ADB forecasts 2pc growth

The thing about projections like the Asian Development Bank’s (ADB), which expects Pakistan’s economy to rebound yet grow among the slowest in the region at about two percent in this fiscal year, is that the analyses and predictions come with all sorts of conditions without meeting which even the meagre gains might not materialise. Just like this time the Manila-based lender is pretty upbeat about Pakistan’s growth prospects in the ongoing fiscal year, but only if all the troubles from the coronavirus do not come back, other economies also reopen and the recent hiccups regarding exports and remittances go away. Now, since everybody knows that is not going to happen just by weaving a magic want, and both forms of inflows require time to be put right, it seems the best we can really hope for this year is pretty strong headwinds despite the decent recovery so far.

ABD is also hoping that the negotiations with the International Monetary Fund (IMF) get back on track very quickly. And since, going by all the reports in the press, the talks are stalled for the moment because of disagreements stemming from problems related to revenue and deficit figures, exactly the troubles that the pandemic has caused, perhaps this was the Bank’s way of saying that the road ahead is still very bumpy and even if it is travelled very carefully it would just fetch two percent growth, which by all expectations is going to be among the lowest in the region.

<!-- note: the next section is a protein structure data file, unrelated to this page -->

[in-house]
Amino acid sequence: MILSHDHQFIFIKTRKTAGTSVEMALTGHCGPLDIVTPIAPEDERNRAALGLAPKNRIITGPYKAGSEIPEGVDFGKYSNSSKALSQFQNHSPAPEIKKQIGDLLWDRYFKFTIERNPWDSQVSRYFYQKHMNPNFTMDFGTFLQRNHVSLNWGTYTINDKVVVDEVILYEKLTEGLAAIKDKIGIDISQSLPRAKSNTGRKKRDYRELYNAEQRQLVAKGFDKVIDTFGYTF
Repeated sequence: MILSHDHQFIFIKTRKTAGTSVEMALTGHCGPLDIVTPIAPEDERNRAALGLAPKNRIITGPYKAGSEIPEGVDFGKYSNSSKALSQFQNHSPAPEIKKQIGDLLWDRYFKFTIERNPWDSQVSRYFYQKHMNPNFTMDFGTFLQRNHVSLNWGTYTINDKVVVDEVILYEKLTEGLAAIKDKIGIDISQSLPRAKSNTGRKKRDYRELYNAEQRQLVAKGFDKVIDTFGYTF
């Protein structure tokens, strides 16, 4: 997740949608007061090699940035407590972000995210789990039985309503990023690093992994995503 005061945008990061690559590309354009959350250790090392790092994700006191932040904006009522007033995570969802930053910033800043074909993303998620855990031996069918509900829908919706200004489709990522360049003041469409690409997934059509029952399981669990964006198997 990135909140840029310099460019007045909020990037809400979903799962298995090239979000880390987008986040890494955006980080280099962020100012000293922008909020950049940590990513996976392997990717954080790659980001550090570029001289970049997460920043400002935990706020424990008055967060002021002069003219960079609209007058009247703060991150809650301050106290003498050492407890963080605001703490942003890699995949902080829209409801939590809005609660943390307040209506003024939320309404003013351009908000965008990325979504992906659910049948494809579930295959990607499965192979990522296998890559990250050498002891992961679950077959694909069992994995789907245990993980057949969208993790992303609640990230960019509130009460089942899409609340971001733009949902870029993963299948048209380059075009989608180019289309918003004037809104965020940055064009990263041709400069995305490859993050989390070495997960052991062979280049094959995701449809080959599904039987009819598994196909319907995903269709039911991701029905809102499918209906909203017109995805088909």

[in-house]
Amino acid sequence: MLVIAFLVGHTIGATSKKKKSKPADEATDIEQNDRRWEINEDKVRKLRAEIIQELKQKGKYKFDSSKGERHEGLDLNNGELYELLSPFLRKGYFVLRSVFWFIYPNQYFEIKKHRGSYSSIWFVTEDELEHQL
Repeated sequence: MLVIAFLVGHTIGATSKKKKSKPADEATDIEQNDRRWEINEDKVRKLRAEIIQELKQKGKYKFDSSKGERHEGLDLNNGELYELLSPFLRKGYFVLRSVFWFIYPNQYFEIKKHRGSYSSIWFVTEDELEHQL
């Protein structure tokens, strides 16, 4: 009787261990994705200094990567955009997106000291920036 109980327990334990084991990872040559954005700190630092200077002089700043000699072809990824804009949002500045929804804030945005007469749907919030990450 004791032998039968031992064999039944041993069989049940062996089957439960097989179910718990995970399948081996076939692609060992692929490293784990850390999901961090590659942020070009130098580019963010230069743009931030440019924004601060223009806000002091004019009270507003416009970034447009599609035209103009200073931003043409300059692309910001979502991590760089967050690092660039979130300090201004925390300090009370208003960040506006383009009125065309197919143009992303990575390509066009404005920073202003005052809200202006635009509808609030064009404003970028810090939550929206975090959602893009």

Yet the continent is rebounding very strongly because it is being led by ferocious growth in China. Beijing’s stellar recovery has already changed the face of the struggling region because its massive spending program has triggered demand for its own export products as well as commodities which are the life and blood of international trade. This flurry of activity has impacted everything all the way to the mighty US dollar as the yuan has squeezed a lot out of the sole superpower’s currency over the last couple of months. Pakistan should take better advantage of this historic turnaround. The China Pakistan Economic Corridor (CPEC) gives it precious access to China’s funding markets. Perhaps Islamabad could make the case that the pressure from the existing, unexpected situation has forced it to seek softer terms at least in the immediate term. That could lessen some pressure on the IMF front and help Pakistan get back to the bailout program without further delay. Either way, projections of international institutions are always helpful and finding one’s own way in the complex world of international finance. *

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